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Daylight is essential to the experience of an architectural space. Nevertheless, amongst the handful of predominantly scientific methods available to assess daylight in architecture, there are only a few considering the spatial and form-giving characteristics of daylight. This paper investigates light-zone(s) as concept and tool, which can be taken as a point of departure for a new method to perceive, consider and analyse daylight in architecture. As concept, light-zone(s) are areas, fields or zones of light. It is a way of considering a space’s daylight as (forms of) bubbles or spheres of light, which as light-zones can be compressed, expanded, combined, exploded, etc., all according to the character of 'the meeting' between the light-zone(s) and the space itself (inclusive of the space’scontent). Thus, the daylight in a space can be regarded asa composition of light-zones.As tool, light-zone(s) are (spatial) groupings of the lightingvariables (intensity, direction, distribution and colour), whichare significant to the space and form-giving characteristicsof light. That is to say, the light-zone(s) tool is the point ofdeparture for a method of creating a spatial ‘grasp’ on daylighting variables in a given space. The relation between the light-zone(s) concept and tool respectively can be described as follows: On the one level light-zone(s) can be explored as an architectural idea or notion, thus belonging more to the field of architectural theory. On another more practice-driven level, light-zone(s) can be articulated and specified in relation to lighting technology.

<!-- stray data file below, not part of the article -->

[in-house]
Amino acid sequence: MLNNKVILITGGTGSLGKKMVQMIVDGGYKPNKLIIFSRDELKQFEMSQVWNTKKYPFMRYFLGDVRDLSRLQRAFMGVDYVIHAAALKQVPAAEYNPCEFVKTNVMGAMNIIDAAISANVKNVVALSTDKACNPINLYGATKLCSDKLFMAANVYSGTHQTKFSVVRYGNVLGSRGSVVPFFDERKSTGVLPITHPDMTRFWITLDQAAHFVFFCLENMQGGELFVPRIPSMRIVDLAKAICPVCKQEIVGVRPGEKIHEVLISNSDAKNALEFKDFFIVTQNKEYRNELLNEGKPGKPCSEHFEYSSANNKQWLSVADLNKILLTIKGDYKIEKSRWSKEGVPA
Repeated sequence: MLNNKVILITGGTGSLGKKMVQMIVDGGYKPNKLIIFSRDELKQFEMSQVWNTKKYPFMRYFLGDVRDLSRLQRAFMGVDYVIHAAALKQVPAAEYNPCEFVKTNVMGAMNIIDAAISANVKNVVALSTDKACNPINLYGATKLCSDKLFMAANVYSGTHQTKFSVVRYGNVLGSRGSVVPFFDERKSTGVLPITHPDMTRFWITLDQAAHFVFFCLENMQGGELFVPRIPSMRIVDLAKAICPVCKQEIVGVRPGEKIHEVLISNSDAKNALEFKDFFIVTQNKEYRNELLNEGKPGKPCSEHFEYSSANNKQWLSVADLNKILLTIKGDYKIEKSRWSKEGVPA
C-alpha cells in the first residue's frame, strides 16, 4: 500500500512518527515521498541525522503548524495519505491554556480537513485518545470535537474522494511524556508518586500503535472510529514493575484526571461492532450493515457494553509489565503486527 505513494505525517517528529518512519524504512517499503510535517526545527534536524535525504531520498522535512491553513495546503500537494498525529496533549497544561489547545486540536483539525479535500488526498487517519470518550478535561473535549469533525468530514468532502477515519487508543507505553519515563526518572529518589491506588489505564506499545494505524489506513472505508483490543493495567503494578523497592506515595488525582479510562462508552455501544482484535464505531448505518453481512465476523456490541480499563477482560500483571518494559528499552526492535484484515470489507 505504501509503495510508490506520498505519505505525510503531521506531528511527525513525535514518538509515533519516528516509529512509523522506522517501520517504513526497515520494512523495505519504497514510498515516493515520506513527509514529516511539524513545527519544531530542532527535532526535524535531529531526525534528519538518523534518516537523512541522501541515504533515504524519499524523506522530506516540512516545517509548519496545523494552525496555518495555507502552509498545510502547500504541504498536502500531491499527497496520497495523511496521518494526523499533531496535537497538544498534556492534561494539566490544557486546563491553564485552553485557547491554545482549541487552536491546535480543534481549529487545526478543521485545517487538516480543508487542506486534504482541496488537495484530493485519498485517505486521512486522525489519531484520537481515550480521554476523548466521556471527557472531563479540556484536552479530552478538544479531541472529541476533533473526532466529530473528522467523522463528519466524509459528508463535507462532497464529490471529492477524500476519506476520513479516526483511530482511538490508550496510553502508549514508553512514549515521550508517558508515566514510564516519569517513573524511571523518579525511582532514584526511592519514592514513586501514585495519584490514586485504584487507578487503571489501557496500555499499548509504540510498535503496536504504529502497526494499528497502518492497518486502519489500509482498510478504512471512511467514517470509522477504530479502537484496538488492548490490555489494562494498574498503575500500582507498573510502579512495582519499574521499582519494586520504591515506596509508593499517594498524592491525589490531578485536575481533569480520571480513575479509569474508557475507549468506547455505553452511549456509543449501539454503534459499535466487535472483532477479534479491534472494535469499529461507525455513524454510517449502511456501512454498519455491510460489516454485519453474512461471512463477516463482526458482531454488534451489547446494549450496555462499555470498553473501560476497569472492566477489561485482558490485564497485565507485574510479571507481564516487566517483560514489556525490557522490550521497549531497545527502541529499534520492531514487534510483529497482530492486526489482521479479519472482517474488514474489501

How to Cite
Madsen, M. “Light-Zone(s): As Concept and Tool”. ENQUIRY: The ARCC Journal, Vol. 4, no. 1, Apr. 2007, doi:10.17831/enq:arcc.v4i1.55.
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